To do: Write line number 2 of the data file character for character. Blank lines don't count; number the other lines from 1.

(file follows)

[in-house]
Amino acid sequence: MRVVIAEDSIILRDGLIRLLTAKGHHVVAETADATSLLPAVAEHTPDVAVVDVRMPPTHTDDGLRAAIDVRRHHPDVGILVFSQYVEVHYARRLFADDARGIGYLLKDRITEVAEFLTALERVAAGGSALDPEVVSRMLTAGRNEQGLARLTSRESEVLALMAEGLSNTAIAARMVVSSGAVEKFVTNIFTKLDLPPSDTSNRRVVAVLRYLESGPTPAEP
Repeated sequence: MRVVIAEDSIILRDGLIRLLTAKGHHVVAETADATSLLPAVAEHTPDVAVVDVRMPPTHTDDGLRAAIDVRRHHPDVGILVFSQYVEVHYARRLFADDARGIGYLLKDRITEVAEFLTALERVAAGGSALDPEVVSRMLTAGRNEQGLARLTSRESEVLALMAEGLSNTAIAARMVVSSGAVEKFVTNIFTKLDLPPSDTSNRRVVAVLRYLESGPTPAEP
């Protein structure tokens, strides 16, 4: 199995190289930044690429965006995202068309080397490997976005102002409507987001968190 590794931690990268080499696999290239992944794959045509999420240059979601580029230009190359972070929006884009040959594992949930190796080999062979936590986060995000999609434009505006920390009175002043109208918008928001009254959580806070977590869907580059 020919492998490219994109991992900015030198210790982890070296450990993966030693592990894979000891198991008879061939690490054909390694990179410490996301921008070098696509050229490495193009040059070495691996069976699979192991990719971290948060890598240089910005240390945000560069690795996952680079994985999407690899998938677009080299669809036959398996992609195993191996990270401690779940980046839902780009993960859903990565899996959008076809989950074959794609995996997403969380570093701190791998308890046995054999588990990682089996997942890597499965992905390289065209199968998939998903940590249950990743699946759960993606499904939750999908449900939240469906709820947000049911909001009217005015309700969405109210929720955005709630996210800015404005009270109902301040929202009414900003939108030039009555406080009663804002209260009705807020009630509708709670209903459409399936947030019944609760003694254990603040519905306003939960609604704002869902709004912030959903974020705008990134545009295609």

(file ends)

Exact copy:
Amino acid sequence: MRVVIAEDSIILRDGLIRLLTAKGHHVVAETADATSLLPAVAEHTPDVAVVDVRMPPTHTDDGLRAAIDVRRHHPDVGILVFSQYVEVHYARRLFADDARGIGYLLKDRITEVAEFLTALERVAAGGSALDPEVVSRMLTAGRNEQGLARLTSRESEVLALMAEGLSNTAIAARMVVSSGAVEKFVTNIFTKLDLPPSDTSNRRVVAVLRYLESGPTPAEP